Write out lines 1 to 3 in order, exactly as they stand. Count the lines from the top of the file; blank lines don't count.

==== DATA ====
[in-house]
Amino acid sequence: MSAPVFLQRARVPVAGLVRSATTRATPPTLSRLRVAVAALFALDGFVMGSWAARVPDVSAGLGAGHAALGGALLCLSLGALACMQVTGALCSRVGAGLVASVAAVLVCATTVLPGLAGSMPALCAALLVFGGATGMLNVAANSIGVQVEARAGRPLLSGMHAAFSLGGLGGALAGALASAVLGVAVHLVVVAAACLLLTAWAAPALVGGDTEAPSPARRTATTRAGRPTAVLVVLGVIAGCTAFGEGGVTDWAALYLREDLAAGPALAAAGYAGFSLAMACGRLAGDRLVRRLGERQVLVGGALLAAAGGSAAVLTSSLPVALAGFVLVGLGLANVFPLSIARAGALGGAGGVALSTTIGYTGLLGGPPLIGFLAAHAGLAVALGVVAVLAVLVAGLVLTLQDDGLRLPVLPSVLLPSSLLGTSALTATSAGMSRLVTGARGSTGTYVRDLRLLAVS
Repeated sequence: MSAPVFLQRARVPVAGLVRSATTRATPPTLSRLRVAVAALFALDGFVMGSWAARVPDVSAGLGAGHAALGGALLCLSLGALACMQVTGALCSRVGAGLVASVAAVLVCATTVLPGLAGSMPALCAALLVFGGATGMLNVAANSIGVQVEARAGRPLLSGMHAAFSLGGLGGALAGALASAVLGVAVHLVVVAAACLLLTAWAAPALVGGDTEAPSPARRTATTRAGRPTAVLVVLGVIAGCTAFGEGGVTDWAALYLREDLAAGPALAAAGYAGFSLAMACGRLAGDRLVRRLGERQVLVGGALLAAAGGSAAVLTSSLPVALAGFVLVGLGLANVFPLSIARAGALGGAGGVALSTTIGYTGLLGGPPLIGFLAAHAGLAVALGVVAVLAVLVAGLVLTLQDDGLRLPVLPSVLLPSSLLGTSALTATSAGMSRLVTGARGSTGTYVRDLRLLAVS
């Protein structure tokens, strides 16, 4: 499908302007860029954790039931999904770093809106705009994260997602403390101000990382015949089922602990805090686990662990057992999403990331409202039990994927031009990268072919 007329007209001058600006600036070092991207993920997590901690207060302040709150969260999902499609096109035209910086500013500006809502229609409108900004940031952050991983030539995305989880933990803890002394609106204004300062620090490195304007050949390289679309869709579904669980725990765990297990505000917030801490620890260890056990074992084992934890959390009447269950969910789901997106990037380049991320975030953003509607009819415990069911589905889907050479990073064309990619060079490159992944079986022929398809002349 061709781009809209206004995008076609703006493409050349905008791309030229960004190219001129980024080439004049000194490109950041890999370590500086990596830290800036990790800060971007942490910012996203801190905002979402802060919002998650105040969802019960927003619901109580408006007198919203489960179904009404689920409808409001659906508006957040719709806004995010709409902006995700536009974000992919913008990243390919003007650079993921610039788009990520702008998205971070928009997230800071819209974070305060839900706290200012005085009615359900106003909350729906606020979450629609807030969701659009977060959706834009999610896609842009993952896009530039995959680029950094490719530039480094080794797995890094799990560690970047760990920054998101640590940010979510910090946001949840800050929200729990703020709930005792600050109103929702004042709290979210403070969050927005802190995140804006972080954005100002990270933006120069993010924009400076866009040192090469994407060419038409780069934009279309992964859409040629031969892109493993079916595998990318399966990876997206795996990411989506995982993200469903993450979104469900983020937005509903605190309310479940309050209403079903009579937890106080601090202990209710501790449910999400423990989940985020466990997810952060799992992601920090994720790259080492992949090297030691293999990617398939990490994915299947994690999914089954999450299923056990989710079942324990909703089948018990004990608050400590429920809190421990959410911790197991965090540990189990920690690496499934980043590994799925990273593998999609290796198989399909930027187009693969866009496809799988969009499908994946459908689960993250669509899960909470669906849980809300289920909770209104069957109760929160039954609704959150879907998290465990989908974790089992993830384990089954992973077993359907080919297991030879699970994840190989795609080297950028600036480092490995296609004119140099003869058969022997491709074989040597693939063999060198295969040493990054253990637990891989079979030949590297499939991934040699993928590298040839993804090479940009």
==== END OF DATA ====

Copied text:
[in-house]
Amino acid sequence: MSAPVFLQRARVPVAGLVRSATTRATPPTLSRLRVAVAALFALDGFVMGSWAARVPDVSAGLGAGHAALGGALLCLSLGALACMQVTGALCSRVGAGLVASVAAVLVCATTVLPGLAGSMPALCAALLVFGGATGMLNVAANSIGVQVEARAGRPLLSGMHAAFSLGGLGGALAGALASAVLGVAVHLVVVAAACLLLTAWAAPALVGGDTEAPSPARRTATTRAGRPTAVLVVLGVIAGCTAFGEGGVTDWAALYLREDLAAGPALAAAGYAGFSLAMACGRLAGDRLVRRLGERQVLVGGALLAAAGGSAAVLTSSLPVALAGFVLVGLGLANVFPLSIARAGALGGAGGVALSTTIGYTGLLGGPPLIGFLAAHAGLAVALGVVAVLAVLVAGLVLTLQDDGLRLPVLPSVLLPSSLLGTSALTATSAGMSRLVTGARGSTGTYVRDLRLLAVS
Repeated sequence: MSAPVFLQRARVPVAGLVRSATTRATPPTLSRLRVAVAALFALDGFVMGSWAARVPDVSAGLGAGHAALGGALLCLSLGALACMQVTGALCSRVGAGLVASVAAVLVCATTVLPGLAGSMPALCAALLVFGGATGMLNVAANSIGVQVEARAGRPLLSGMHAAFSLGGLGGALAGALASAVLGVAVHLVVVAAACLLLTAWAAPALVGGDTEAPSPARRTATTRAGRPTAVLVVLGVIAGCTAFGEGGVTDWAALYLREDLAAGPALAAAGYAGFSLAMACGRLAGDRLVRRLGERQVLVGGALLAAAGGSAAVLTSSLPVALAGFVLVGLGLANVFPLSIARAGALGGAGGVALSTTIGYTGLLGGPPLIGFLAAHAGLAVALGVVAVLAVLVAGLVLTLQDDGLRLPVLPSVLLPSSLLGTSALTATSAGMSRLVTGARGSTGTYVRDLRLLAVS